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I think you make my point David


The loads are similar to previous codes, meaning that buildings have not collapsed due to insufficient code loads.

The “evolution” or dramatically increased size, of the current code comes from “research” and “observations” of natural disasters which have not affected the force levels.  Does that sound like publishing from academia in order to get payment and credit for producing more complicated calculations?

You will need the new codes to assist with detailing requirements; is that, perhaps, because most engineers have not, and will not, learn how to prepare sections and details on their drawings to demonstrate constructability, continuity, ductility and redundancy for the structures that emit from their computers? 

And, is all of that because most engineers find it easier to plug into their computer calculations more factors from their code books that they hope will give them the right answer without their understanding anything about the structures they are designing?


The engineers who continually add things to the code and I agree on the existence of a problem with getting engineers to consider all aspects that should go into a structural design.  The difference is that many of them think that it will be improved by adding more factors and equations into the code without realizing that such a course only makes the collection of code documents more complex and less usable by the average engineer, plan checker and contractor who has to install the materials that are specified.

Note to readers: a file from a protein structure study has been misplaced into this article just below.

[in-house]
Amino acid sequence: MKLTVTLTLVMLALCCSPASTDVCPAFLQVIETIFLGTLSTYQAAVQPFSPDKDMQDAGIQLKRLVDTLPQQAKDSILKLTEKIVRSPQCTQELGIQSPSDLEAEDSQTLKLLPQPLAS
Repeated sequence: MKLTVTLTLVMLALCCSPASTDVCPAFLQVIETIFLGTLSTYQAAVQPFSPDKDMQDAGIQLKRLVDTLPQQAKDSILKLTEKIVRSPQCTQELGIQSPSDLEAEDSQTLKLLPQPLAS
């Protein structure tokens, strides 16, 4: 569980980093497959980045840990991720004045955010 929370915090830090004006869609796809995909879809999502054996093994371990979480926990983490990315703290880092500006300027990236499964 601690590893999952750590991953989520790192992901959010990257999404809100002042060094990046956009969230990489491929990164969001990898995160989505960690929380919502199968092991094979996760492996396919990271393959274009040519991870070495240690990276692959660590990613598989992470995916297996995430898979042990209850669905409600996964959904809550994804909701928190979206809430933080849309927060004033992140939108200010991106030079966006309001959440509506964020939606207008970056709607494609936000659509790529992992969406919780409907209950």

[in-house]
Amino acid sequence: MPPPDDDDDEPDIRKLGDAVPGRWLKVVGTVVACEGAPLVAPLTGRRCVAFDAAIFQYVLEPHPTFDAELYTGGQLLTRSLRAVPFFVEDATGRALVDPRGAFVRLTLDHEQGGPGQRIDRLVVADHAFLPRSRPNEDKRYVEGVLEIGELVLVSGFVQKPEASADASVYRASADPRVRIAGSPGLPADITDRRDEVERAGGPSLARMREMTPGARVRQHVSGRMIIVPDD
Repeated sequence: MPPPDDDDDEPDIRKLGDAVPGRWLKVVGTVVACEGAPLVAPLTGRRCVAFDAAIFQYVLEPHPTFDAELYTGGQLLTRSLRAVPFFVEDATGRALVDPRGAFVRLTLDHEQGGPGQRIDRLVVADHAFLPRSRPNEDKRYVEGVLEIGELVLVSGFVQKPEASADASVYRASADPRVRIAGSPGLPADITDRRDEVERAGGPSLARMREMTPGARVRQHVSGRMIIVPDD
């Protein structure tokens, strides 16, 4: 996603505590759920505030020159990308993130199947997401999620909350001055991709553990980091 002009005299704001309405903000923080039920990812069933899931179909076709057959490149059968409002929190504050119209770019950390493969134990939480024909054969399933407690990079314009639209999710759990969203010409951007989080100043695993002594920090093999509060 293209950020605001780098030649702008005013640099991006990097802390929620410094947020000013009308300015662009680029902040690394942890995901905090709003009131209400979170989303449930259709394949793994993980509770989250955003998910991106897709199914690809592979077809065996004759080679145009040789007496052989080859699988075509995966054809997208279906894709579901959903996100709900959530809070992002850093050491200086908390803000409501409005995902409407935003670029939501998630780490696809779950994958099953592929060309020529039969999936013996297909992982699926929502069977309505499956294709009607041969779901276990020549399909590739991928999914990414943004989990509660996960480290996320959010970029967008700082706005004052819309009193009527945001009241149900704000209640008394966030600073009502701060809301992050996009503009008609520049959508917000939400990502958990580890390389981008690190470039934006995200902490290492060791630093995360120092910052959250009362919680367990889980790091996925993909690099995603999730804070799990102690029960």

I am suggesting that we all take more time to consider, based on experience with actual structural performance, rather than virtual models, what the real effects of those proposed code changes and additions will make in the field.  That is something that cannot be done just by sitting behind one’s computer – you have to get out into the construction site to see how drawings are interpreted, how the structure is actually put together and how it responds to actual loads which often do not come in the form anticipated during design.


Richard Hess



From: David Topete [mailto:d.topete73(--nospam--at)]
Sent: Tuesday, July 12, 2011 11:05 AM
To: seaint(--nospam--at)
Subject: Re: ASCE 07


Computing loads per the current ASCE 7-05 in effect when compared to older UBC codes from 20 years ago may yield similar forces.  The evolution of code thickness comes from research and observations from earthquakes and other natural disasters.  Bottom line: you'll still need the newer codes and design guides to assist with detailing requirements for the various Seismic Design Categories and wind exposures.

On Mon, Jul 11, 2011 at 4:54 PM, Bill Polhemus <bill(--nospam--at)> wrote:

That was my point. Either way.

The real discussion, since I seriously doubt that the code revision cycle will change, centers around "what prevents you from computing loads using the older, simpler methods and using those in your design?"

William L. Polhemus, Jr. P.E.
Via iPhone 4

On Jul 11, 2011, at 2:42 PM, "Richard Hess" <RLHess(--nospam--at)> wrote:

> Bill,
> I believe that we are witnessing a knee-jerk response by adding everything to the code that can be calculated in a new way.

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